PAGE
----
My Jewish parents, my Polish parents
My small sister was born in a bunker dug in the earth. She died suffocated with a pillow
I was born at the end of 1939, my name was Esther Goldynsztajn, diminutively — Tusia. I was two when I found myself in the ghetto in Brody. There was extreme hunger. In autumn the Germans started to transport people to the Bełżec camp, some were murdered on the spot. That was how my father died. My mother, wanting to save me, sent me to be kept on the Aryan side. She hid herself in a bunker. It was there that she gave birth to a child. The people who were in the bunker, afraid that the newborn’s wailings will betray their presence, suffocated it. My mother lived to see liberation and she started to search for me, but she did not know where I was. The man who took me out of the ghetto and placed me with a Polish family, was murdered by the Germans. With him the track ended. Mother wandered around Wołyń for a year and a half, searching in towns and villages, while I was then in the Recovered Territories. I had new personal data, I did not figure on any list of recovered people, therefore my mother could not find me. Certain that I had perished, she decided to leave for Israel. On the way she got to know her second husband. She had two sons with him. After many years, in 1989, I managed to find them thanks to genetic tests. Unfortunately, my mother did not live to witness that. It was not given for us to meet.
Mary and Mikołaj became my parents. I was a blonde with blue eyes, could pass for their daughter without raising suspicions
I got to the Titarenko home in Christmas of 1943. All my clothes, hair and whole body were teeming with lice. I was frightfully ashamed of that. I was all covered with ulcers caused by these insects. After a bath and delousing I was set at a table full of Christmas dishes. I was so famished that I had to be held by my hands, otherwise I would I would have thrown myself on the food. I was baptised in the Równe church — I received a new name, surname and date of birth. After the war mynew parents repatriated back to Poland. My early childhood experiences caused me to wet myself at night for a long time. This irritated my mother, she could not overcome her anger and I got a beating. Probably she was aware that the methods she used for raising me were not adequate, but she was unable to change that. The less love she showed me, the more withdrawn I became. I was not without fault either. I think that one treats differently one’s own child and an adopted one. My mother taught me that one should do one’s duty whatever the circumstances. When I married and moved over to Toruń, I took her with me and took care of her until she died. I repaid the debt I owed her. My mother’s relationship with to me influenced my whole life for the worse. I am extremely cold, I do not know how to show my feelings towards people who are close to me. That is how I was raised, and that has stayed in me.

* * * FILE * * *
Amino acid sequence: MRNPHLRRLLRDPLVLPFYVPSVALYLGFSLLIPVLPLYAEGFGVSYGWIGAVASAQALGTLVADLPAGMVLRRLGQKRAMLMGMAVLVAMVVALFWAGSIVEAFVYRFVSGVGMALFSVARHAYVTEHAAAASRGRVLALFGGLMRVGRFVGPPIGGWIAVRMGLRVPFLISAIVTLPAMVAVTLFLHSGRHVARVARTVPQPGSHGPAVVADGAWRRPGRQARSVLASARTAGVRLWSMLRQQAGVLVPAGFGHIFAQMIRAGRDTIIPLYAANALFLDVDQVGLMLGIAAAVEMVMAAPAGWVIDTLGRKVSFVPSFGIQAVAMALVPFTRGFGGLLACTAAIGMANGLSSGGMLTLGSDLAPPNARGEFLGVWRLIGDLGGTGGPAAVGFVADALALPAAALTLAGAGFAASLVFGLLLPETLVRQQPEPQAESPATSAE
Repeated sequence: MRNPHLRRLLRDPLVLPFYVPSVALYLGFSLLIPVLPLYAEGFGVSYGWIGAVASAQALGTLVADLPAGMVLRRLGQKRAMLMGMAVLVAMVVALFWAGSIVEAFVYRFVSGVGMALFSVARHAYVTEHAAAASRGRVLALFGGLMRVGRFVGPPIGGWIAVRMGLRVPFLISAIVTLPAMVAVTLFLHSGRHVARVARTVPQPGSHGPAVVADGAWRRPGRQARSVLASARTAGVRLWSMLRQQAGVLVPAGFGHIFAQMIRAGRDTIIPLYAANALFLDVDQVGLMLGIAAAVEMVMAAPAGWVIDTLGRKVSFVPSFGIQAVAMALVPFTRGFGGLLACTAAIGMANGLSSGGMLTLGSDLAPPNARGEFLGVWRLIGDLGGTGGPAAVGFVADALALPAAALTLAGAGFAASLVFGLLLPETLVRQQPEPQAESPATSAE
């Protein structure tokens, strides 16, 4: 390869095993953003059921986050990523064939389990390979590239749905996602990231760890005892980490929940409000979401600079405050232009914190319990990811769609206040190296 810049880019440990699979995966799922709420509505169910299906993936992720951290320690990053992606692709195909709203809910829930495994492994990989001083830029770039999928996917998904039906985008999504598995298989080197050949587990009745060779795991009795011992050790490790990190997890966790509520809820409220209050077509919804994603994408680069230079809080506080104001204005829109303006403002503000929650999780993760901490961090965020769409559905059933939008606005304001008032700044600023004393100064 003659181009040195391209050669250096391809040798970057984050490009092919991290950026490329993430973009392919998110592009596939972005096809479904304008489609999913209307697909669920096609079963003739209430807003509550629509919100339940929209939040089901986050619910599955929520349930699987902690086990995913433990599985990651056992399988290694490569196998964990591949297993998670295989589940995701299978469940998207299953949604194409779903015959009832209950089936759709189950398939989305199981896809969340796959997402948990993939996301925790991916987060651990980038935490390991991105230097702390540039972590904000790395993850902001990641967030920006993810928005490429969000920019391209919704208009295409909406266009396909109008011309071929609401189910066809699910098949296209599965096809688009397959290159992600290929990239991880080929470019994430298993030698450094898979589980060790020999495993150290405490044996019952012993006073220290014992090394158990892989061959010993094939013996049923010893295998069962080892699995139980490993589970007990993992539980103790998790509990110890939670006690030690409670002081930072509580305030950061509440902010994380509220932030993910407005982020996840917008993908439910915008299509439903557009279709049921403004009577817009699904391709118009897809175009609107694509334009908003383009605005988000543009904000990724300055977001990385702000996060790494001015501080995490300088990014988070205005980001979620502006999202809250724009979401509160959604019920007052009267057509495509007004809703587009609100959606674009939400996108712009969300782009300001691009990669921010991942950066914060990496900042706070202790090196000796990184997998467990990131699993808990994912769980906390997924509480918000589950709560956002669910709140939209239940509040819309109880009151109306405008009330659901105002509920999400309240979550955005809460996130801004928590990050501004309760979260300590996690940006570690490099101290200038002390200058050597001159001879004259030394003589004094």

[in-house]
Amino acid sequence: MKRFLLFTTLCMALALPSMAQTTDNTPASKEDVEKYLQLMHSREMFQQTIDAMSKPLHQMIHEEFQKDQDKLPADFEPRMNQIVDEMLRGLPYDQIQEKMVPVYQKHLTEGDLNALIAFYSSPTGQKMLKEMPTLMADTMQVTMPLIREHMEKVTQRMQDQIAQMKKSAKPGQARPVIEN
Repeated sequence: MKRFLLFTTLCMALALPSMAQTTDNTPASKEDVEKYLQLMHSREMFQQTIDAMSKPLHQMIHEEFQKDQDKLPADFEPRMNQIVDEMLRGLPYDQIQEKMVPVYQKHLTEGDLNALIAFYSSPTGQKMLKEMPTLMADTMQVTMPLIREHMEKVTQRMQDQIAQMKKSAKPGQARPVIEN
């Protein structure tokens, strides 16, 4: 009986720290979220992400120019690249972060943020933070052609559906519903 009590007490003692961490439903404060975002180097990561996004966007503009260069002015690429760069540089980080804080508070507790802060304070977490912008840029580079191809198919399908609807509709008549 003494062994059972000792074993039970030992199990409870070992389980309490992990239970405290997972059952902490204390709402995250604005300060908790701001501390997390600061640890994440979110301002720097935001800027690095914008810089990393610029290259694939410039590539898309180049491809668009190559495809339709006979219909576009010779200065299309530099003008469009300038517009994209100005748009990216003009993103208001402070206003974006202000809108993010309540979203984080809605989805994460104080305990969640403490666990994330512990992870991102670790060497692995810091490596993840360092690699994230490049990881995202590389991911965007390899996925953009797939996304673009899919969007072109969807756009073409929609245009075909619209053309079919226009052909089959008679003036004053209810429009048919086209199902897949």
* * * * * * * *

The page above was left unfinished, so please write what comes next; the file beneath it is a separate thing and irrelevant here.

Romualda Mansfeld-Booth
She finished high school, worked as a clerk in a bank and as a director’s secretary in a Toruń company. She is a member of Association of “Children of the Holocaust” in Poland. She has a daughter and five grandchildren.
Maria Titarenko
née Kucharska
Mother stored my blouse for decades. She wanted me to have something which had belonged to my family.
Helena Goldynsztajn
née Böhm
(1919 –1977)
My mother Helen, called by near ones Lena, died when she was 58. She never knew that I had survived the war.
My father was a baker. He always treated me well, talked and played with me.
(zm. 1942)
He died in the Bełżec concentration camp, together with half a million other Jews from Europe.